21 May 2006|
First Of The Gang To DieThis second of three consecutive Sundays at the London Palladium was a contrast to the first one. Morrissey was in really good spirits, very communicative and even seemed a bit embarrassed by the outpouring of affection. He shook hands relentlesly with fans in the front rows. The crowd was enthusiastic and vocal but perhaps a bit static.
This concert saw the live debut of the album track "I'll Never Be Anybody's Hero Now". The New York Dolls cover "Human Being" was reintroduced into the set for the first time in a few weeks. To make space for these, the fan favourite "Trouble Loves Me" as well as "Let Me Kiss You" were temporarily dropped from the setlist.
As he took the stage, looking stunning in a tuxedo and bow-tie, Morrissey had a surprise intro for his fans. Backed by a subtle melody played on the piano by Michael, he sang the opening line to his early solo song "Margaret On A Guillotine", but updated the subject: "the kind people have a wonderful dream, Tony Blair on the guillotine". This was obviously loudly cheered by the audience and immediately set the tone of the evening. This intro led into the opening song "First Of The Gang To Die" in which Morrissey emphasized a line by singing "You have never been in love... trust me! until you've seen sunlight thrown..." After the song he greeted the audience "Welcome back!".
After an extremely well received "Still Ill" Morrissey made the comment "What would Leslie Crowther say?" He was answered with blank stares, so continued "... Leslie Crowther? Never mind..." (Leslie Crowther was a British comedian) After "The Youngest Was The Most Loved" he said "So this really is Sunday Night at The London Palladium... just in case you don't know..." This was a reference to the classic television series from the 1950s and 1960s that was filmed live from the Palladium. In "In The Future When All's Well" Morrissey emphasized a line by singing "the future is ended by a long sleep, thank God!". After he song he commented on the Eurovision Song contest which had taken place the night before: "And of course I was horrified, yet not really surprised to see the United Kingdom fail again in the Eurovision Song contest... and the question that kept running through my mind was why didn't they ask me? They had no imagination!"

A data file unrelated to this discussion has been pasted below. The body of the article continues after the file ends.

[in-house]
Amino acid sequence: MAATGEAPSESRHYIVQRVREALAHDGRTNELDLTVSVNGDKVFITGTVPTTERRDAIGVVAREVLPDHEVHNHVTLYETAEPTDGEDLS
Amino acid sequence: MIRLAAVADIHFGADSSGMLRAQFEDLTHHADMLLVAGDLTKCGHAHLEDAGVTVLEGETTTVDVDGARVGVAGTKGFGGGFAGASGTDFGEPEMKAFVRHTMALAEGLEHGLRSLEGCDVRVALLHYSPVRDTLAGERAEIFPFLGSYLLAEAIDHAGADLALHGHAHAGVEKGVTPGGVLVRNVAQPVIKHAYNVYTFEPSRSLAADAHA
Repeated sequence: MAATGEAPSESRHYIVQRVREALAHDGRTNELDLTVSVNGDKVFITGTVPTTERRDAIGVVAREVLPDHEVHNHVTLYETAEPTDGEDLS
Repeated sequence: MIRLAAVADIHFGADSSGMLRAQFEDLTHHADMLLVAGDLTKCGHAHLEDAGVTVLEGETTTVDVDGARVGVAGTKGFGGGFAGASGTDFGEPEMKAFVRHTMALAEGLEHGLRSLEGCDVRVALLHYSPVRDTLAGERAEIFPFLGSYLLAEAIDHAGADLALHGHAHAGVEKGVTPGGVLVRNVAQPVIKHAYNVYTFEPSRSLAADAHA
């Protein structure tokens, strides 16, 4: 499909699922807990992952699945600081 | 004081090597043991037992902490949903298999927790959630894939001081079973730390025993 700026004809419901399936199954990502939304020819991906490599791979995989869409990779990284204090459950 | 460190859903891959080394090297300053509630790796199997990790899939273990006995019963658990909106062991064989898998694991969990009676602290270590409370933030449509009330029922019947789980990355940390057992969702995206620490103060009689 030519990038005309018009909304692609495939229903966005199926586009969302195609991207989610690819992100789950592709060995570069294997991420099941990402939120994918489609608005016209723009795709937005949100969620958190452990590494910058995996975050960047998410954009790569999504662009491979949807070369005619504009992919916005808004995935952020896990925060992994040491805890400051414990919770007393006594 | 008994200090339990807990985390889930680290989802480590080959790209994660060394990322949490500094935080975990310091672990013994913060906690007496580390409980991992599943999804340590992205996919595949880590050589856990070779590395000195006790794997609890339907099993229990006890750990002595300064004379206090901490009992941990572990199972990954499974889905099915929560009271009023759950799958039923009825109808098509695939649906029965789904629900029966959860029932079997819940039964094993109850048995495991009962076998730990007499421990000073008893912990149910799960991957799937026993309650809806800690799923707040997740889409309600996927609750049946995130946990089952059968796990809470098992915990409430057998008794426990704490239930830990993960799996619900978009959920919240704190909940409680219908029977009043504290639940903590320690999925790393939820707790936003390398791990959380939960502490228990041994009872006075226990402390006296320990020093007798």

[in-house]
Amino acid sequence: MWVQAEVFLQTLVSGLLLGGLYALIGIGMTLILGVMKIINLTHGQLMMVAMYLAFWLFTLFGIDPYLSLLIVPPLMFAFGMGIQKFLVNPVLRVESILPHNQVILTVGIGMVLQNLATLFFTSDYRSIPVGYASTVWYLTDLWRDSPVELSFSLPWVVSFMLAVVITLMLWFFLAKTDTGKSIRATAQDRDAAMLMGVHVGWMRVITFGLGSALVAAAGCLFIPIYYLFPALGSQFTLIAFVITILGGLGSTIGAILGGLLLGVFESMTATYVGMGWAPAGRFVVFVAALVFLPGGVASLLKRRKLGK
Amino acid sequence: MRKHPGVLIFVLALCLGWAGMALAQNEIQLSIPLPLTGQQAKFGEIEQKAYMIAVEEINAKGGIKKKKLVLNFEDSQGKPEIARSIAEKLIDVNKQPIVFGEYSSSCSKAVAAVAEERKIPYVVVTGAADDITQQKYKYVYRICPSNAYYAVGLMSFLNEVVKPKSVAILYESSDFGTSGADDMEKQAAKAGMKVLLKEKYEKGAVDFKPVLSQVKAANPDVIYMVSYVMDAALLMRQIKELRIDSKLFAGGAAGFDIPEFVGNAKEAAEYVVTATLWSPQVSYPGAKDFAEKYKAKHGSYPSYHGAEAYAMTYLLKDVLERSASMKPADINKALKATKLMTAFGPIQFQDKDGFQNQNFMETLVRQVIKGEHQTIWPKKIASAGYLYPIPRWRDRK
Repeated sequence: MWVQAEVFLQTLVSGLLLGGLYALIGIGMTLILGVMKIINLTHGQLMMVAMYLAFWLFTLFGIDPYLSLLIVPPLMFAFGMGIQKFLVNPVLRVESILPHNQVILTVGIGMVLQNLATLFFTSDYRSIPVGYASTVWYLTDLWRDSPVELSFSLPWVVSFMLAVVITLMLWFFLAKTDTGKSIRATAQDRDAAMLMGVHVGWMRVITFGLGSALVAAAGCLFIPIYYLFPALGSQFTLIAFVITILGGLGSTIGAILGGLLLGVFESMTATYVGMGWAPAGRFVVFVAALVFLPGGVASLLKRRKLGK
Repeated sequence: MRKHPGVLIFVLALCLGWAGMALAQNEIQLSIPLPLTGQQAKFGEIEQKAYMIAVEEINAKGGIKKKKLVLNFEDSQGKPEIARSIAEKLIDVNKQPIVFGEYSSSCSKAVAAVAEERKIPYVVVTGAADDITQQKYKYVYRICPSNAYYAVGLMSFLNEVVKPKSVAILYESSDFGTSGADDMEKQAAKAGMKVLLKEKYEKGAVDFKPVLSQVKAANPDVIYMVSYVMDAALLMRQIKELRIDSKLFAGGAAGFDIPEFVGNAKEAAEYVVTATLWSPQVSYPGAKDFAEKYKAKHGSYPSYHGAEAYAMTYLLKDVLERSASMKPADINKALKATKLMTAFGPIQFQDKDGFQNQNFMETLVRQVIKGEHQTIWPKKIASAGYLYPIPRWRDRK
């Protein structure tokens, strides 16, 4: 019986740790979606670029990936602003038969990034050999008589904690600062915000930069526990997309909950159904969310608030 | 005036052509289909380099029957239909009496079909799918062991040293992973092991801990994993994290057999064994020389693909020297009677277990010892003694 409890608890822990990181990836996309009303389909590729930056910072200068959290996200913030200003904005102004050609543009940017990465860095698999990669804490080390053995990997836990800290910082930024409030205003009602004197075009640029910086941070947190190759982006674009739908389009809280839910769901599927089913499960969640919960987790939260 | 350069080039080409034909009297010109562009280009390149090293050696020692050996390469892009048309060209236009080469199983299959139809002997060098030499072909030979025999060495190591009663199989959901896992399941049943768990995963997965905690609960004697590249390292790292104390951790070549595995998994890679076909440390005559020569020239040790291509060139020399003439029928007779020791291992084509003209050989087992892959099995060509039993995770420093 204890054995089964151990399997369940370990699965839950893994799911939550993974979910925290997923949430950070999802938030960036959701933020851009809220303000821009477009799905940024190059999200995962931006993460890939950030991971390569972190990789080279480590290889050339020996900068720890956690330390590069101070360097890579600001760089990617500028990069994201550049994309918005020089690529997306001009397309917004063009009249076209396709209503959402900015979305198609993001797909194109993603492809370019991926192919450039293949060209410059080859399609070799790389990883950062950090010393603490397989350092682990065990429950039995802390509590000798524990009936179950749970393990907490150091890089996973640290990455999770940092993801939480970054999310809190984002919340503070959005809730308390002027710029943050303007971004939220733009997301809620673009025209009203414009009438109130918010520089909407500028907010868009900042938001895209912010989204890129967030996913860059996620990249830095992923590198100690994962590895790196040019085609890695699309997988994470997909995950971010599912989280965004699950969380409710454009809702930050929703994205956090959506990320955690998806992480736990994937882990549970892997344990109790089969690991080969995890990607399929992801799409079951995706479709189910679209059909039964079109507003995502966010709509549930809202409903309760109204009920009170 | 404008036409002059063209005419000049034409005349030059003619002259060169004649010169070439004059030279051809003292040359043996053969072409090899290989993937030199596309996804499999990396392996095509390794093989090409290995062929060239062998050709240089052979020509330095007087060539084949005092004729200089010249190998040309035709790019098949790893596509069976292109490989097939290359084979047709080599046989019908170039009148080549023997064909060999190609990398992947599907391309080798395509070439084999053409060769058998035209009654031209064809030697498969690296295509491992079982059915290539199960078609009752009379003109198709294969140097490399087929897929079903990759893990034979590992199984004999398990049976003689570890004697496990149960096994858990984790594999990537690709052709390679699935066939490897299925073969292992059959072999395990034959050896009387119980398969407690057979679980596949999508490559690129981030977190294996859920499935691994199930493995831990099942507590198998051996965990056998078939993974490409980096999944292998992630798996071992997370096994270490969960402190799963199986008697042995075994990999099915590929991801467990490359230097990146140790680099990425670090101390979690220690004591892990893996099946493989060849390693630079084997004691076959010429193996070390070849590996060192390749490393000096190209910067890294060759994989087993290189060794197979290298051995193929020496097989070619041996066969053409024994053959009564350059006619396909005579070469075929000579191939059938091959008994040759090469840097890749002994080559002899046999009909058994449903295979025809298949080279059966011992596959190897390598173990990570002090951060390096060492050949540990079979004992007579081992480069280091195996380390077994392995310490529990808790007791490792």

Morrissey kept being handed birthday cards and being wished happy birthday, so after "To Me You Are A Work Of Art" he announced "Well, it's not my birthday yet... but when it is, which is tomorrow... (crowd cheers but Morrissey makes a disapproving face) Err... I could die tonight! But I'll be so relieved to say goodbye to my thirties... Funny? No..." After "Girlfriend In A Coma" he seemed flattered by the crowd chanting his name and said "Not necessary... very nice, but not necessary". He took many liberties with the lyrics in "You Have Killed Me". Besides a few common live changes, he sang "What the hell is my life for", "Morrissey is me, Anna Magnani you will always be" and "Til you came with the key and you did okay but..."
The customary band introduction was taken care of after "I Will See You In Far Off Places": "Would you please ragging and clatter for the one who must be obeyed, Boz Boorer... for the very dear Gary Day... and today is his birthday, Matt Walker!... the very exotic and very sultry Jesse Tobascus... Tobias!... and a very brave man, Michael Farrell... and I am the singer! (loud cheers) Steady, steady, steady..." After "The Father Who Must Be Killed" Morrissey announced the following title on the setlist by linking the two songs with "Well, so much for family life, this song is called 'Ganglord'." After the latter number he interrupted a chant of his name to announce "So Freddy Garrity is dead... (fans shout comments) What? What was that? Will you miss Freddy Garrity?"
As he was about to go into "At Last I Am Born", Morrissey replied to someone in the audience with the question "Manchester?". In the latter song he sang the slightly different "Historians write this down". As an introduction to "How Soon Is Now?" he spat his venom at the British radio stations that had decided not to play his newest single: "So nothing's changed, we still hate Radio One, we still hate Virgin Radio, and the list is endless." After the New York Dolls cover "Human Being" he joked "I bumped into Anita Harris backstage and she asked me to sing that song... I don't know why?" Anita Harris was a British actress and singer who had played in a few Carry On film, amongst others.
The most intense moment of the evening came when Morrissey dedicated "Life Is A Pigsty" to his late cousin: "Last year in Manchester my cousin was murdered and I'd like to sing this song for him". The announcement muted the audience who, bar a few individuals, listened to the song with religious respect. Now that it was moved down to the position of set closer, its ending was extended with a noisy jam backed by a very moving piano line. The ending or the dedication seemed to have touched the audience because it took a few seconds for them to come out of their daze and start cheering after the song was done. Morrissey returned to the stage after a short break to perform the encore while the crowd was singing Happy Birthday to him.
Thanks to Geoffrey Burbridge for review collaboration.
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